Expatriate arts administrator Michael Lynch, who ran London’s Southbank Centre and a major new Hong Kong  cultural project before returning home, lost no time in blasting these decisions, and silence from corporate arts boards. The Financial Review reported him last week as saying this is:  “a disgrace to the present government” and “one of the worst pieces of arts administration I have seen in almost 40 years of working in this sector”.

Cuts by attrition take their toll, to morale and to the ability to create, innovate and to deliver public programs.

The majority report of the Senate Inquiry into the 2015 arts budget has recommended funding cuts and efficiency dividends be reversed, and arts lobby group ArtsPeak has made a similar call.

Ironically, it makes little sense to prune a sector which is actually one of the biggest drivers of our economy. Our copyright industries generate more value add to the Australian economy than manufacturing and health care; with recorded music being one of the most significant contributors[i]. And Australia’s Creative Industries are strong contributors to employment growth, growing 40 per cent faster than the economy as a whole[ii].

Furthermore, this is a sector which generates tourism, employment, tax revenues, and can even be cash flow positive for Governments, as reported in our recent story on research for APRA AMCOS into contemporary music tax incentives.

It makes little sense to prune a sector which is actually one of the biggest drivers of our economy

As Julianne Schultz pointed out in her powerful article on global culture, the cultural sector “now accounts for about a fifth of GDP in most developed countries and is rapidly growing in others”. However here in Australia the figure is below ten percent. Schultz goes on to note it is also a: “sector in which Australia has distinctive advantages, but one in which we are in danger of falling short”.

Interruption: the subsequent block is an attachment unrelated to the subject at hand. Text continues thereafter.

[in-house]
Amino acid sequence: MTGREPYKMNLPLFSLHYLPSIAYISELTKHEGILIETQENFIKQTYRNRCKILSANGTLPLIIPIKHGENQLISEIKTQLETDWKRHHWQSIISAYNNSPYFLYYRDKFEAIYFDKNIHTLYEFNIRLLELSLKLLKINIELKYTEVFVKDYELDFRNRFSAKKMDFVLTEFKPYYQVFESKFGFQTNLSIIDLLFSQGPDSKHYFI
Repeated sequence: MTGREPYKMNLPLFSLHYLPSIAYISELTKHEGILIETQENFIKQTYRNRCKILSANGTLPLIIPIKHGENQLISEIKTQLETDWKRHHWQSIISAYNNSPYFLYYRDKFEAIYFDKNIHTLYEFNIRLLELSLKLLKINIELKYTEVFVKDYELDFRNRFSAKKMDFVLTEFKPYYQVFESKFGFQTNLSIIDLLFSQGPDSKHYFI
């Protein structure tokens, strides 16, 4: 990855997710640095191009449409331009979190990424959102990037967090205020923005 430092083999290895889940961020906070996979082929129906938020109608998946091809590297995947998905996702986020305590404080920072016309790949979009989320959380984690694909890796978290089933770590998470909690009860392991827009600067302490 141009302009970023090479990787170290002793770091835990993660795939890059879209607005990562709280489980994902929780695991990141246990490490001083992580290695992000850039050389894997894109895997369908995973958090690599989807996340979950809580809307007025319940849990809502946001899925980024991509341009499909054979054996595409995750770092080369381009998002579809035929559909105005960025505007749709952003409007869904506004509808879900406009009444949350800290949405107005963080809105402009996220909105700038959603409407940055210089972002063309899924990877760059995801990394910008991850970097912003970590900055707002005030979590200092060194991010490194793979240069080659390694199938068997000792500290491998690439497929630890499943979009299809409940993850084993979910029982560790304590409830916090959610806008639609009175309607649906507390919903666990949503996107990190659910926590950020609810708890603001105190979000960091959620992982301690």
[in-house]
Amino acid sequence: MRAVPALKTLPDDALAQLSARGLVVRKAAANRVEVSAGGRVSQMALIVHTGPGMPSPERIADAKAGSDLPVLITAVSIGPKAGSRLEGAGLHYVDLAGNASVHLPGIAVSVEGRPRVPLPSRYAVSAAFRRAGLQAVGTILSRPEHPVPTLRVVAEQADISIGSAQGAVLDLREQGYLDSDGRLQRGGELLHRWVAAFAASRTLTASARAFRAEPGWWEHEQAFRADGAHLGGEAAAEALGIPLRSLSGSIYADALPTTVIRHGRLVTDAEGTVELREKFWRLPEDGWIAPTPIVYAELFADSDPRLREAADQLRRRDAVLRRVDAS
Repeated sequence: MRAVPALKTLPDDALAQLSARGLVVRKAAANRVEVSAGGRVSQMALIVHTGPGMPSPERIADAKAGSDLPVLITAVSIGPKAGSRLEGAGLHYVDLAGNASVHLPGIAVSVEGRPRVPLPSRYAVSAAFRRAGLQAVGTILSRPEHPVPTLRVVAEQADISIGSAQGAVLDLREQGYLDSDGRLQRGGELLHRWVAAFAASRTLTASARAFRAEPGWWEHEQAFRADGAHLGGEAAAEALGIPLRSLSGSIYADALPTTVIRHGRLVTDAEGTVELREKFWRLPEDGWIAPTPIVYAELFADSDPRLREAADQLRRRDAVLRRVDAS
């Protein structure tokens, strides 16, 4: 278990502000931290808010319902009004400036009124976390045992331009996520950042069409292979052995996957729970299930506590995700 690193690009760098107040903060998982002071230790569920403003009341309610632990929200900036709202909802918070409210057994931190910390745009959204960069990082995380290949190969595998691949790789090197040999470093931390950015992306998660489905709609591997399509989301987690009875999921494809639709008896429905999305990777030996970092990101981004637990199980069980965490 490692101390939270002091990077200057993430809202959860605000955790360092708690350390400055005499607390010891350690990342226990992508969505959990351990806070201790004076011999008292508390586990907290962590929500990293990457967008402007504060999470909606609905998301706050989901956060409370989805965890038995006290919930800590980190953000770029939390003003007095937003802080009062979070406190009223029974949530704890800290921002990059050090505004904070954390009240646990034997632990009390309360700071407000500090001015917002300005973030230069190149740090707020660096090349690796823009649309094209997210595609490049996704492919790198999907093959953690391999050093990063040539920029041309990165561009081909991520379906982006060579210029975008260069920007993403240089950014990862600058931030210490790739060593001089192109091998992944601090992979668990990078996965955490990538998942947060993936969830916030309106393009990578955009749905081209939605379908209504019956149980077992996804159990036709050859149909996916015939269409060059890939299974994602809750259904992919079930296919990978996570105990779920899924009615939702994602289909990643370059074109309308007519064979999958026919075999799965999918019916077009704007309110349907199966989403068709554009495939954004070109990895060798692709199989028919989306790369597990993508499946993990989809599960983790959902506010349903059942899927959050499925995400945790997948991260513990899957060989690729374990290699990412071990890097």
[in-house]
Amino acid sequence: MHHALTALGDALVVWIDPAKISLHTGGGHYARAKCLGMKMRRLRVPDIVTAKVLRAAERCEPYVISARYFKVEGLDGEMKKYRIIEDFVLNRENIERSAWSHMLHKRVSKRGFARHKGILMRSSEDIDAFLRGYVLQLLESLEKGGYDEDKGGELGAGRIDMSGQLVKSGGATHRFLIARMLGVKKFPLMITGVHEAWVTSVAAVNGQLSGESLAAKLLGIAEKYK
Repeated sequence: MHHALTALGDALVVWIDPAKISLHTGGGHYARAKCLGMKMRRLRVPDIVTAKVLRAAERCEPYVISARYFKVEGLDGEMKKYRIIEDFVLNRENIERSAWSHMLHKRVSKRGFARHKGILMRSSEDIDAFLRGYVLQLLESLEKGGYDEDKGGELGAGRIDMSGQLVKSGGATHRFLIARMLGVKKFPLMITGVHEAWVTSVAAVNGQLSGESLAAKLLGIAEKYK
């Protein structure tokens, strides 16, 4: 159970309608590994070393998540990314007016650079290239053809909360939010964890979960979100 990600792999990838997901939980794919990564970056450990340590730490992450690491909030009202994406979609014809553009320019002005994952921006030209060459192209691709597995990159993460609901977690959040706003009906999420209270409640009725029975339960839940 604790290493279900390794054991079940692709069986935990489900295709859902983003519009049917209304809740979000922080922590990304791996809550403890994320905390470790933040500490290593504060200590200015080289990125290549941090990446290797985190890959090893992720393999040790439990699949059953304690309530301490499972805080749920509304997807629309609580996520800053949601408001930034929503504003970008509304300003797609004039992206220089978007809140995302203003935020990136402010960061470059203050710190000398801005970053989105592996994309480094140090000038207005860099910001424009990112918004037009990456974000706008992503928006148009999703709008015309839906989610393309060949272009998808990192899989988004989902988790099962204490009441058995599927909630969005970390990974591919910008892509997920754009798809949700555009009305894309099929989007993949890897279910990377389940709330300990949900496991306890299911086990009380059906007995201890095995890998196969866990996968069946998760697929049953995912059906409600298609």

Now is the time to back our creative class, the creators of intellectual property who drive a modern economy, and an enlightened culture

Now is the time, if ever there was, to back our creative class, the creators of intellectual property who drive a modern economy, and an enlightened culture.  We say, stop the cuts and back our creative class – it holds our future.

You can sign an online petition to support Trove here.

[i] Australian Copyright Council (2015)

[ii] ARC Centre of Excellence for Creative Industries and Innovation (CCI) CREATIVE ECONOMY REPORT CARD (2013)

Comments

  1. Tim Sherratt (@wragge)

    Thanks for the post! Over the last few weeks there’s been a huge wave of support for Trove with many people taking to social media to share stories of its use and value in their research, and also in their lives. There’s been: 9500+ #fundTrove tweets/retweets; 20+ blog posts; stories in the major newspapers; at least 5 radio segments; 3 online petitions with thousands of signatures; and now almost 1900 likes on the #fundTrove Facebook page. People care, and the campaign continues to grow.

    For a summary of the #fundTrove campaign see: http://discontents.com.au/fundtrove/ For the latest news and updates see: https://www.facebook.com/fundtrove/